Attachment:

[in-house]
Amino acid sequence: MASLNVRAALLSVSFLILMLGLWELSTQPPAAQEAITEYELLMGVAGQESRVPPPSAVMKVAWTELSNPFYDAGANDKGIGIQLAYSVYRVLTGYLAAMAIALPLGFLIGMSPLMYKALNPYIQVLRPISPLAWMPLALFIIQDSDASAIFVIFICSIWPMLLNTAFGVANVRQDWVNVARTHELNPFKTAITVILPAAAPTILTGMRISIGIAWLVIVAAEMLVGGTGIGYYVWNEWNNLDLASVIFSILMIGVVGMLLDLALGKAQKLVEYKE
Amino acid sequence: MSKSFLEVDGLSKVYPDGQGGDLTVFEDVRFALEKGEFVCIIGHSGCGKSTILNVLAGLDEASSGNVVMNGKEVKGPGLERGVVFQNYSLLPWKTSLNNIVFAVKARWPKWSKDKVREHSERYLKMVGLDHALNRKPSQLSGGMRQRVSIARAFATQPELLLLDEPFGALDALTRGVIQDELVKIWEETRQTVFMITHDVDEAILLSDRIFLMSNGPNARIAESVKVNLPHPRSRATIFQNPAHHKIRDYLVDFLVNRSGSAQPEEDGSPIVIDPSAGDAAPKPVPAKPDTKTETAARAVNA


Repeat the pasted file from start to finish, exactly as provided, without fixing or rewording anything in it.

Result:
[in-house]
Amino acid sequence: MASLNVRAALLSVSFLILMLGLWELSTQPPAAQEAITEYELLMGVAGQESRVPPPSAVMKVAWTELSNPFYDAGANDKGIGIQLAYSVYRVLTGYLAAMAIALPLGFLIGMSPLMYKALNPYIQVLRPISPLAWMPLALFIIQDSDASAIFVIFICSIWPMLLNTAFGVANVRQDWVNVARTHELNPFKTAITVILPAAAPTILTGMRISIGIAWLVIVAAEMLVGGTGIGYYVWNEWNNLDLASVIFSILMIGVVGMLLDLALGKAQKLVEYKE
Amino acid sequence: MSKSFLEVDGLSKVYPDGQGGDLTVFEDVRFALEKGEFVCIIGHSGCGKSTILNVLAGLDEASSGNVVMNGKEVKGPGLERGVVFQNYSLLPWKTSLNNIVFAVKARWPKWSKDKVREHSERYLKMVGLDHALNRKPSQLSGGMRQRVSIARAFATQPELLLLDEPFGALDALTRGVIQDELVKIWEETRQTVFMITHDVDEAILLSDRIFLMSNGPNARIAESVKVNLPHPRSRATIFQNPAHHKIRDYLVDFLVNRSGSAQPEEDGSPIVIDPSAGDAAPKPVPAKPDTKTETAARAVNA